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J Pathol. 2005 Mar;205(4):483-90.

Location of inclusion cysts in mouse ovaries in relation to age, pregnancy, and total ovulation number: implications for ovarian cancer?

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  • 1Department of Anatomy and Structural Biology, University of Otago School of Medical Sciences, Dunedin, New Zealand.


Benign ovarian cysts are thought to be precursor lesions that differentiate and transform into carcinoma. With the aim of testing the hypothesis that increased ovulation number increases the frequency or number of ovarian cysts, the development and appearance of ovarian cysts was investigated in mice of differing ages and total lifetime ovulation number. High total ovulation number was induced by keeping mice in cages divided by a screen, with a male on one side and two females on the other side. Significantly more cysts were observed in animals subjected to incessant ovulation for 8 months and in 12 month breeding mice than in 3-month virgin mice or 1-month prepubertal animals. These cysts had the appearance of benign serous inclusion cysts. When cystic ovaries were serial sectioned, 47% of cysts had a connection to the ovarian hilus and potentially to the tubules of the rete ovarii, 31% were adjacent to the hilus, and 22% had an intra-ovarian location. A significant increase in intra-ovarian cysts was observed in the 8-month incessant ovulation group, implying that high ovulation number leads to ovarian surface invagination and inclusion cyst formation. In conclusion, ovarian inclusion cysts may be derived from more than one epithelial source, but incessant ovulation may increase the proportion derived from the ovarian surface epithelium. Because the cysts observed resembled human serous inclusion cysts these results have possible implications for epithelial ovarian carcinoma.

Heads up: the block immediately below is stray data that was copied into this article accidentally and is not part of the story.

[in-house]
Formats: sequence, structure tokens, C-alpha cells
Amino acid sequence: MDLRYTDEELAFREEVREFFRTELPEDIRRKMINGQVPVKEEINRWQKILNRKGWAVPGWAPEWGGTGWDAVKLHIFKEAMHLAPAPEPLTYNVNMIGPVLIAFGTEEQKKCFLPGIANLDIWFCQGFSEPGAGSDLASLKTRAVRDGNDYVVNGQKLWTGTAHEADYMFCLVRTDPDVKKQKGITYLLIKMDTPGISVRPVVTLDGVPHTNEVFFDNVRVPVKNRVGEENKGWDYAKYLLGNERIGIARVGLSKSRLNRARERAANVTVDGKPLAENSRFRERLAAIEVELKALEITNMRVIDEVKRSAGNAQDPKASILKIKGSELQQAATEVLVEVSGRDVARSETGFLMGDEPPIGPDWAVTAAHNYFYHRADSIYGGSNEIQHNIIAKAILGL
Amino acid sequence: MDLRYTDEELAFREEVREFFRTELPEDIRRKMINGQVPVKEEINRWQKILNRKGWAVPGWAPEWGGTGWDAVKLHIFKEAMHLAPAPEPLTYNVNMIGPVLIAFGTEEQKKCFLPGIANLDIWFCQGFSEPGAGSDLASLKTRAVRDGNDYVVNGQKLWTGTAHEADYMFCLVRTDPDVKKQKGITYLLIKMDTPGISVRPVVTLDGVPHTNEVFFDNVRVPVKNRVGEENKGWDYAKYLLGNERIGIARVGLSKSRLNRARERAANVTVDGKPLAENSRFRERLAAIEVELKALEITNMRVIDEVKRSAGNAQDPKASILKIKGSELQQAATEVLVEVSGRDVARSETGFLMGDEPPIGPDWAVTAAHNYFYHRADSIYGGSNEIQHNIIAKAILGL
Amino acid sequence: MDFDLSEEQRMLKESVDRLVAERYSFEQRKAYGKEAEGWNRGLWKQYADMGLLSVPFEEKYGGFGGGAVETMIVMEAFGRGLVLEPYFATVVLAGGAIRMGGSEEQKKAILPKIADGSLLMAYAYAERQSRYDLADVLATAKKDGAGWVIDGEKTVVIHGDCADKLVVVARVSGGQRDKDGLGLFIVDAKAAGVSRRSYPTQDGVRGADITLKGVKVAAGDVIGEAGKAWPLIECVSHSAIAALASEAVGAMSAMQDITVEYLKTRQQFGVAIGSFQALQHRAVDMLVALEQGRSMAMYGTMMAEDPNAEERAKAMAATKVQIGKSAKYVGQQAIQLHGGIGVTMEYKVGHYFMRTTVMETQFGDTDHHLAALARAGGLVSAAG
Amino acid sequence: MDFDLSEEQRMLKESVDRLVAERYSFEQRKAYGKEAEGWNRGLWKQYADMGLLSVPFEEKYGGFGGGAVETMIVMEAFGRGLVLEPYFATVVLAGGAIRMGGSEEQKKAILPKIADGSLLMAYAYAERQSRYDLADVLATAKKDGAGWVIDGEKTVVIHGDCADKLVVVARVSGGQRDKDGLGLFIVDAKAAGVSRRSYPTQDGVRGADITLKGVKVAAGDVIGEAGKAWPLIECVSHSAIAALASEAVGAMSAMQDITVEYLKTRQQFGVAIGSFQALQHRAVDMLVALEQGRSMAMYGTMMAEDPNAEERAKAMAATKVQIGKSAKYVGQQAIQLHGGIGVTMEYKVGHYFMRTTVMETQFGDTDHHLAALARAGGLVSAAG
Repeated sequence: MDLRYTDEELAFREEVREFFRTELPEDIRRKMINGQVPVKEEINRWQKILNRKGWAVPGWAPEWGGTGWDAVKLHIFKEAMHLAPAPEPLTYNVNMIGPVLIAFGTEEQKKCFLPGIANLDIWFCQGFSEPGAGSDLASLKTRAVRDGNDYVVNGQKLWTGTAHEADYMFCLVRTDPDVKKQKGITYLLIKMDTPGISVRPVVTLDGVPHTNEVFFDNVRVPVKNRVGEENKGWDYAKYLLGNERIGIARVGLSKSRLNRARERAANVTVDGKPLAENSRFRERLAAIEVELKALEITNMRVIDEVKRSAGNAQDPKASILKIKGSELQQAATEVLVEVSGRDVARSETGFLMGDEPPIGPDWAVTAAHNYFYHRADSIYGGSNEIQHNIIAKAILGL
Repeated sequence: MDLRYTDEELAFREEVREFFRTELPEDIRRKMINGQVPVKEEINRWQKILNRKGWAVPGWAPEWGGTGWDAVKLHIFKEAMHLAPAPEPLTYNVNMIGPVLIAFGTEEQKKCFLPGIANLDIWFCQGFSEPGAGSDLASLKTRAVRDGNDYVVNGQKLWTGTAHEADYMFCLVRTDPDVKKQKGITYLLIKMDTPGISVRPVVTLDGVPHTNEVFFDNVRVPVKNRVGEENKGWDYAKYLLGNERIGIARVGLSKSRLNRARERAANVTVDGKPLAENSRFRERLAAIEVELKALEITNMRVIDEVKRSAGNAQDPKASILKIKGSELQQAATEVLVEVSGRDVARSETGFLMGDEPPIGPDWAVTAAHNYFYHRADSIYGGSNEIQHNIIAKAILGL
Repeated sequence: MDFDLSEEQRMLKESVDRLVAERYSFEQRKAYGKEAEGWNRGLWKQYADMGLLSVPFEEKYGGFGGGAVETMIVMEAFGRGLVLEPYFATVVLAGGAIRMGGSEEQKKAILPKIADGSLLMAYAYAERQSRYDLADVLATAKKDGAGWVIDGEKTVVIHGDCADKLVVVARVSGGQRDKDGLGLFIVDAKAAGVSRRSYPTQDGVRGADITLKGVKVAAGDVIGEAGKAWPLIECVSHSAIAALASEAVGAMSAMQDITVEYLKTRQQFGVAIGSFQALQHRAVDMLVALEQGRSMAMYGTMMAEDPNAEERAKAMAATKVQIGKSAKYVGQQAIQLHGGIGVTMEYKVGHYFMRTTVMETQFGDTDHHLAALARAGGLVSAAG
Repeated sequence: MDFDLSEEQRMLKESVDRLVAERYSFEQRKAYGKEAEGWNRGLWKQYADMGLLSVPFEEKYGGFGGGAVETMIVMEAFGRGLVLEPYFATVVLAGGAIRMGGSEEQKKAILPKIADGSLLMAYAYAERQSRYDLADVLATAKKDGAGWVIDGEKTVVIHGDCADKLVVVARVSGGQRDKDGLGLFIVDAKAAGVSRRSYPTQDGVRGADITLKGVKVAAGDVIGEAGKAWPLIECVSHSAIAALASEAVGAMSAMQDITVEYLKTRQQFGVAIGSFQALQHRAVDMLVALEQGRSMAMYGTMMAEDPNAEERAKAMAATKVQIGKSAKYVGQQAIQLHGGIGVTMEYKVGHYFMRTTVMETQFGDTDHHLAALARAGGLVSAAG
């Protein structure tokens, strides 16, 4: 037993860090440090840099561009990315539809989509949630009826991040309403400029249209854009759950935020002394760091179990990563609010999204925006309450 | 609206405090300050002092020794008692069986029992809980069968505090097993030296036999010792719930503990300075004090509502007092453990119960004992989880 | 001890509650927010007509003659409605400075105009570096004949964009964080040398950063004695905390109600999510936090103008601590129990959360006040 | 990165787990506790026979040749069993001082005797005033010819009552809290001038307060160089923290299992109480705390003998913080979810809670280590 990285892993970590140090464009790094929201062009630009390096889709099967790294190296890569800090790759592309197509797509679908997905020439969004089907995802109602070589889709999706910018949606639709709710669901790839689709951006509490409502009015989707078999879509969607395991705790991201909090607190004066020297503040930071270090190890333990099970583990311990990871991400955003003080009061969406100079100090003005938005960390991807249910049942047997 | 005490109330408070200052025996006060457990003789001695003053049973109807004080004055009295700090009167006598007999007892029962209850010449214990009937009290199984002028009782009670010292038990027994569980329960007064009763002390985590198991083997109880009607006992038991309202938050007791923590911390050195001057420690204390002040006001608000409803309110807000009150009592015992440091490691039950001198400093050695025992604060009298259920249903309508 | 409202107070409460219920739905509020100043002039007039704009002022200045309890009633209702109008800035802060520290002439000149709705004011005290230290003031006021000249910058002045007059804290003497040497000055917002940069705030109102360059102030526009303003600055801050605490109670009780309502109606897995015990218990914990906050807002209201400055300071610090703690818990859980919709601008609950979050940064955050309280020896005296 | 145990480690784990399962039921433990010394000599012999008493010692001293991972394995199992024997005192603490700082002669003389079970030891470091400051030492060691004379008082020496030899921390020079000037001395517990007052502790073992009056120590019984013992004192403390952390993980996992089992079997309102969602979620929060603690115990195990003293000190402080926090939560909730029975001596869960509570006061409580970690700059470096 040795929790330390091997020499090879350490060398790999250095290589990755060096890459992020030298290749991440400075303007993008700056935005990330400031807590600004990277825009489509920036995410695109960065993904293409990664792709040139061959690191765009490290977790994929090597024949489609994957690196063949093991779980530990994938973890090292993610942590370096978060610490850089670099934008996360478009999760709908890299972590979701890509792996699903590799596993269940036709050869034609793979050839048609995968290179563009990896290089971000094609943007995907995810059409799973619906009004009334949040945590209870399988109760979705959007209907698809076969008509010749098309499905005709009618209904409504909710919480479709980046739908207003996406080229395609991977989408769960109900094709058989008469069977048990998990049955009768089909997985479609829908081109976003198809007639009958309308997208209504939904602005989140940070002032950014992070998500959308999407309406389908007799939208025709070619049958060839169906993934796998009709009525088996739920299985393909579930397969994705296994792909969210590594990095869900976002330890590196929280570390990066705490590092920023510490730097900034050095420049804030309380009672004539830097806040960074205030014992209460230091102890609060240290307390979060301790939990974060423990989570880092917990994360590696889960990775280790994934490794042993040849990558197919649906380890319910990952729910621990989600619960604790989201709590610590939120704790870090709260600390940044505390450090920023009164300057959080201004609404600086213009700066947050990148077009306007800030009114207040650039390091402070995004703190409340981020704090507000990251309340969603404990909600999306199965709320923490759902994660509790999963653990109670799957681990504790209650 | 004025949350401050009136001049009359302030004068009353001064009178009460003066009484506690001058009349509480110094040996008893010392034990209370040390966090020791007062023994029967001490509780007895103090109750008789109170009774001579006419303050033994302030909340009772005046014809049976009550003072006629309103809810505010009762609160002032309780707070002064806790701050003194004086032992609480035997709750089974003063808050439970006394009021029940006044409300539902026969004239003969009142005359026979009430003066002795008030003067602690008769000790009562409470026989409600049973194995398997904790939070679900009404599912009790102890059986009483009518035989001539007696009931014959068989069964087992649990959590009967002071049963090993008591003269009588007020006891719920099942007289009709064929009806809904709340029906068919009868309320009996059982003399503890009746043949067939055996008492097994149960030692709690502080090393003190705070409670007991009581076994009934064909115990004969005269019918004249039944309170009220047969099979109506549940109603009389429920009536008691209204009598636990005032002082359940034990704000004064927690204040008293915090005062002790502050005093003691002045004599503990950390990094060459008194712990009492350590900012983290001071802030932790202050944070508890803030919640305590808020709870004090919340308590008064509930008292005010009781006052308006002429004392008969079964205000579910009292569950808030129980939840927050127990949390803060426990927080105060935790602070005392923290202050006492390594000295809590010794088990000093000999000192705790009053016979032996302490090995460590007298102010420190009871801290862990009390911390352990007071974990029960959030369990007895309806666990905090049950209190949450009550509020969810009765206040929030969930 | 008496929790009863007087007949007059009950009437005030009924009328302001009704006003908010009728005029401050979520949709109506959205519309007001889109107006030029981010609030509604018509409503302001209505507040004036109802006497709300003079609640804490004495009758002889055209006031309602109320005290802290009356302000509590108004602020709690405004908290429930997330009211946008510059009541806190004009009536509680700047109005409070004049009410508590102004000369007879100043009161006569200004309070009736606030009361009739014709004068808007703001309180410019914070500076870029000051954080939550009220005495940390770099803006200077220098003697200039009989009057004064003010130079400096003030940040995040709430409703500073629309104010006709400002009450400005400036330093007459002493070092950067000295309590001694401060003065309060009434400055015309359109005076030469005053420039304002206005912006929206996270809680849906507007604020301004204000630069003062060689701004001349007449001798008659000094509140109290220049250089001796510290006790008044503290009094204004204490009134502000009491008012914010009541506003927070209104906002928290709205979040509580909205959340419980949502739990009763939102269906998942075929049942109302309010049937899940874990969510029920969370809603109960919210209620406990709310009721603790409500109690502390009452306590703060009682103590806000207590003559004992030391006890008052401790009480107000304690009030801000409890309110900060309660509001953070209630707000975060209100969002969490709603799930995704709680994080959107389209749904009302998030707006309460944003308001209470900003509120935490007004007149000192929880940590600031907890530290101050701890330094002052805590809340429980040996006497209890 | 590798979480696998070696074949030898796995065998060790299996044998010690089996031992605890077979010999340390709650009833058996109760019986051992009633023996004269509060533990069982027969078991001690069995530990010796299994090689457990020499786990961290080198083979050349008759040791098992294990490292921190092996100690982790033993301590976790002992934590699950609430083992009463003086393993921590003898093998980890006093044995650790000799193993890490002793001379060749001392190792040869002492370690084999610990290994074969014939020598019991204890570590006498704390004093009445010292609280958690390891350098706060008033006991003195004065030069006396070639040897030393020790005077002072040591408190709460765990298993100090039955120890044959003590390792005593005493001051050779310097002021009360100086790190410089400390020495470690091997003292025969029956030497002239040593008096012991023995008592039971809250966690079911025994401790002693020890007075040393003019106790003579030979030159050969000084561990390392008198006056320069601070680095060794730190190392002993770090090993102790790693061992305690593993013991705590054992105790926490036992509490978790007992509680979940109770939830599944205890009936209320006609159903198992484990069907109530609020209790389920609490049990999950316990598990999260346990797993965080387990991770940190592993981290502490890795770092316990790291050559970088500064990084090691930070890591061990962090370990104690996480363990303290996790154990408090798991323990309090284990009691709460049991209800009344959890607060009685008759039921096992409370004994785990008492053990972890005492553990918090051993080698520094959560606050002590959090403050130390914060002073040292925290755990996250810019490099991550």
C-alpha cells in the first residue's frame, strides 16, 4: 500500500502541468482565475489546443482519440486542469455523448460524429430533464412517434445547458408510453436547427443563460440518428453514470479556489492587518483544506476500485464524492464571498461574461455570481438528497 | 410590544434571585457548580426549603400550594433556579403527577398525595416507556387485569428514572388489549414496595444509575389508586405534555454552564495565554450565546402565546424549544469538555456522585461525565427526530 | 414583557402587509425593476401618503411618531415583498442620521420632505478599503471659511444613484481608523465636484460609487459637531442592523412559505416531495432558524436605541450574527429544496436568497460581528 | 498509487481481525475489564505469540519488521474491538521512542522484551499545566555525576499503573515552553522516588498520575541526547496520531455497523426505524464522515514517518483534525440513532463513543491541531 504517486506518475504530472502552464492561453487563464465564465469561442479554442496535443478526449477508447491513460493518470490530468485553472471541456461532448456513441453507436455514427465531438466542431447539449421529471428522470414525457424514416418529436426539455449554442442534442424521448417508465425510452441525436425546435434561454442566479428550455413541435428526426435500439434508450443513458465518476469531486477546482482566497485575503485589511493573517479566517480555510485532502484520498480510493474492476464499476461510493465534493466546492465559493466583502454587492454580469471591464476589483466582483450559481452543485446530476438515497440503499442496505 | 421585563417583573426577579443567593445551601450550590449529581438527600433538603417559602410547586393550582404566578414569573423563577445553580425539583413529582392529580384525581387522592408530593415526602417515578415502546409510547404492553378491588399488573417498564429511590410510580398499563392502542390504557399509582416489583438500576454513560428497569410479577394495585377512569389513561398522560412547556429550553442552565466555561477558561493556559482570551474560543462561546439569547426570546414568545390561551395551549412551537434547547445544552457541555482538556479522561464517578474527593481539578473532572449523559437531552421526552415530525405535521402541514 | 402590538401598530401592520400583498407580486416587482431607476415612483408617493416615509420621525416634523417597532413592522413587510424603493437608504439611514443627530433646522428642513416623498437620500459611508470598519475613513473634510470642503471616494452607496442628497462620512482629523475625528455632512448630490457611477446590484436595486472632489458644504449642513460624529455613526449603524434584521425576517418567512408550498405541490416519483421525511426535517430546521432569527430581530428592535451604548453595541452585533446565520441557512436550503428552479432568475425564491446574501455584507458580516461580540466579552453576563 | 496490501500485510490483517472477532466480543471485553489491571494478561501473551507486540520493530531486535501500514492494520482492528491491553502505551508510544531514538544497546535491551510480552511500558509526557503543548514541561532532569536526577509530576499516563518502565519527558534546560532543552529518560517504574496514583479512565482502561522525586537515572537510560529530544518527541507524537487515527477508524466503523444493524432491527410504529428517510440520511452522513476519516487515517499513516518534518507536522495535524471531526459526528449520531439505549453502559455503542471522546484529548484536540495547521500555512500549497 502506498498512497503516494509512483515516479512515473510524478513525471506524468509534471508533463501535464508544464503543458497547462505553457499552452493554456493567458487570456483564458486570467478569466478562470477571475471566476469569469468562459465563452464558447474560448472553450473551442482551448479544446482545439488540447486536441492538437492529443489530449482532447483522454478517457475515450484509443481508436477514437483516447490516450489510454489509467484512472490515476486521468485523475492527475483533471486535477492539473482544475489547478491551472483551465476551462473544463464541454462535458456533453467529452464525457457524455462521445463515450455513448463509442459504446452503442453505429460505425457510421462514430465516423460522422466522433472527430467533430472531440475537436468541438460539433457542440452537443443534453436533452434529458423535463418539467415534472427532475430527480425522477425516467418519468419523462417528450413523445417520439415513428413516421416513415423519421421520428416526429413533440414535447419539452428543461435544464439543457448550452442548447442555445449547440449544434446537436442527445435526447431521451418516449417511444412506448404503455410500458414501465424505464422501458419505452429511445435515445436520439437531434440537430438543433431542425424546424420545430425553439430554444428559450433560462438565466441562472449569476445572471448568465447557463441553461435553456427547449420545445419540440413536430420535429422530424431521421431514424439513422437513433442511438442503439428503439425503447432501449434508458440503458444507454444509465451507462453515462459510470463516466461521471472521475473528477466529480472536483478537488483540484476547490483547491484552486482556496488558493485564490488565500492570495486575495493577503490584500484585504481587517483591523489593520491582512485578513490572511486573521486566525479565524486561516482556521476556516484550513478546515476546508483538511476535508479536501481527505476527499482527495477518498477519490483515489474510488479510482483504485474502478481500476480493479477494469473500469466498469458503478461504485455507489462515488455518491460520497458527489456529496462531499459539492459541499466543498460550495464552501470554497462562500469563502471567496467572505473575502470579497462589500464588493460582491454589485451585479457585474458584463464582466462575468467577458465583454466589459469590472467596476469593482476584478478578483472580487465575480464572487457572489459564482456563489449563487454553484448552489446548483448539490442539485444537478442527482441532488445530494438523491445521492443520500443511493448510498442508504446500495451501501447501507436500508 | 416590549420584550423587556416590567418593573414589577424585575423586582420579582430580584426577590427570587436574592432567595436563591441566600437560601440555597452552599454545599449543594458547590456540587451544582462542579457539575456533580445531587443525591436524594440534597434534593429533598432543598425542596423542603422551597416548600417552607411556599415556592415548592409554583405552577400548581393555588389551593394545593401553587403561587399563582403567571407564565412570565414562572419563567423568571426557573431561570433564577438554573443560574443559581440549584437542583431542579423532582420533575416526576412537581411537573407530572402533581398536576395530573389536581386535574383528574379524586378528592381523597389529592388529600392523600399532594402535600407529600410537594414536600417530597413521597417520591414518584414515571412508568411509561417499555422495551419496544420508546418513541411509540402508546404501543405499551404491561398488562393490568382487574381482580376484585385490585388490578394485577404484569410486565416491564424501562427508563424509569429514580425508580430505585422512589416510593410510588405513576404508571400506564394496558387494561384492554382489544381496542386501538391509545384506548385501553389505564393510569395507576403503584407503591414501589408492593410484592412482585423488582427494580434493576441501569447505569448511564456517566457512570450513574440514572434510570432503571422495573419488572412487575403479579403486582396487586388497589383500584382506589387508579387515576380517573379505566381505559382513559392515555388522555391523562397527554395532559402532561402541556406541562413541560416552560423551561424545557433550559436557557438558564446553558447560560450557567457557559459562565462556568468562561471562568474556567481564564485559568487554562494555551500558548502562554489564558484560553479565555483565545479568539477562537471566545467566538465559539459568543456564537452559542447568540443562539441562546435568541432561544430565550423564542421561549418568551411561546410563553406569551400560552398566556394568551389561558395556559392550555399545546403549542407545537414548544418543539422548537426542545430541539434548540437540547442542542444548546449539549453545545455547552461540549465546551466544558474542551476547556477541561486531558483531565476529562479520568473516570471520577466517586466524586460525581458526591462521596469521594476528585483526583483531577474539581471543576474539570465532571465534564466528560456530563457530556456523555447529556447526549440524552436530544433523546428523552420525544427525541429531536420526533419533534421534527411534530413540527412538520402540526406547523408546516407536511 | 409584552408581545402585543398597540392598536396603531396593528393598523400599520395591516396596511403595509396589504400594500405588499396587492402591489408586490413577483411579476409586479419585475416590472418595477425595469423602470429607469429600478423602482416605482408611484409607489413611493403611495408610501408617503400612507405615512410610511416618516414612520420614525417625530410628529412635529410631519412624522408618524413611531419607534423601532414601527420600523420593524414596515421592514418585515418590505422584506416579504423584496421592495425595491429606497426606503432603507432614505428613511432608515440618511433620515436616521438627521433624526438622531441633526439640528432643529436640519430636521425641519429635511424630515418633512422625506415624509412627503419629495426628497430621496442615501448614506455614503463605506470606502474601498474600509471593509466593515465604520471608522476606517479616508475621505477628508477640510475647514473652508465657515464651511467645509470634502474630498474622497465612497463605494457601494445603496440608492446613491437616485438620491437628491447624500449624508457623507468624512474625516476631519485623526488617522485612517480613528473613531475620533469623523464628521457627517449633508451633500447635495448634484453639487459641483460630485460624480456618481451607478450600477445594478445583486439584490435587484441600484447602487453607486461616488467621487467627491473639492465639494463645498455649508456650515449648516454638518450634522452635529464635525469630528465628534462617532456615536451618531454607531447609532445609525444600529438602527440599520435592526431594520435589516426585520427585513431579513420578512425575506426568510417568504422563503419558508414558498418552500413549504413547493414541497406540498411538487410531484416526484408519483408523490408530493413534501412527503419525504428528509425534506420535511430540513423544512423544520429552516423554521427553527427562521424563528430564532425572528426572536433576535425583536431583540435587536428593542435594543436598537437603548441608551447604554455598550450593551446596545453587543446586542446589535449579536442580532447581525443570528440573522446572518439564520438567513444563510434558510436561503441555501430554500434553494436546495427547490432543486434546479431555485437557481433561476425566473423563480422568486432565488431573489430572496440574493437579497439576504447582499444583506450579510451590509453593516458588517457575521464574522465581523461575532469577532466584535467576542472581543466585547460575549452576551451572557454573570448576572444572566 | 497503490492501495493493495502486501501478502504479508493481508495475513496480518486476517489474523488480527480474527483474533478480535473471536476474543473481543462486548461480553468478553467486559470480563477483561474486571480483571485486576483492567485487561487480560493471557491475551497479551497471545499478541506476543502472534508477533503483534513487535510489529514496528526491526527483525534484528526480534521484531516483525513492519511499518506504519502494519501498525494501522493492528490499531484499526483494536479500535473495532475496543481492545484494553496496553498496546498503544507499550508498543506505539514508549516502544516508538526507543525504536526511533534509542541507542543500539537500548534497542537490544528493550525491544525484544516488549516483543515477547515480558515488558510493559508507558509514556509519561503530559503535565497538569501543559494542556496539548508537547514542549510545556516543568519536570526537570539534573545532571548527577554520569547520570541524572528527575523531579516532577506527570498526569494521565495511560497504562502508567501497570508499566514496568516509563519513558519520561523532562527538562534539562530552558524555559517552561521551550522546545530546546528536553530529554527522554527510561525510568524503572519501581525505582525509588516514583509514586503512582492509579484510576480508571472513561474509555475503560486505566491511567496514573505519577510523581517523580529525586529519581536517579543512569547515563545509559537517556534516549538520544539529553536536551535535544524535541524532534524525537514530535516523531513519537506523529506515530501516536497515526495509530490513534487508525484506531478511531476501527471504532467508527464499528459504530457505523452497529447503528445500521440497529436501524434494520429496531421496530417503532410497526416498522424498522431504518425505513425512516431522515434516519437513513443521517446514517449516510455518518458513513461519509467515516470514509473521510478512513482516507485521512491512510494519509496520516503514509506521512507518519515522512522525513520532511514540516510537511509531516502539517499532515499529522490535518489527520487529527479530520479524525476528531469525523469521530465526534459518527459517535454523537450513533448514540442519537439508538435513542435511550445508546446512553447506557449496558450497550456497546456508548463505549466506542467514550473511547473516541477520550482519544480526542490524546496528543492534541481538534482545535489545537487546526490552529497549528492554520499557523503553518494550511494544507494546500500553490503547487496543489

[PubMed - indexed for MEDLINE]
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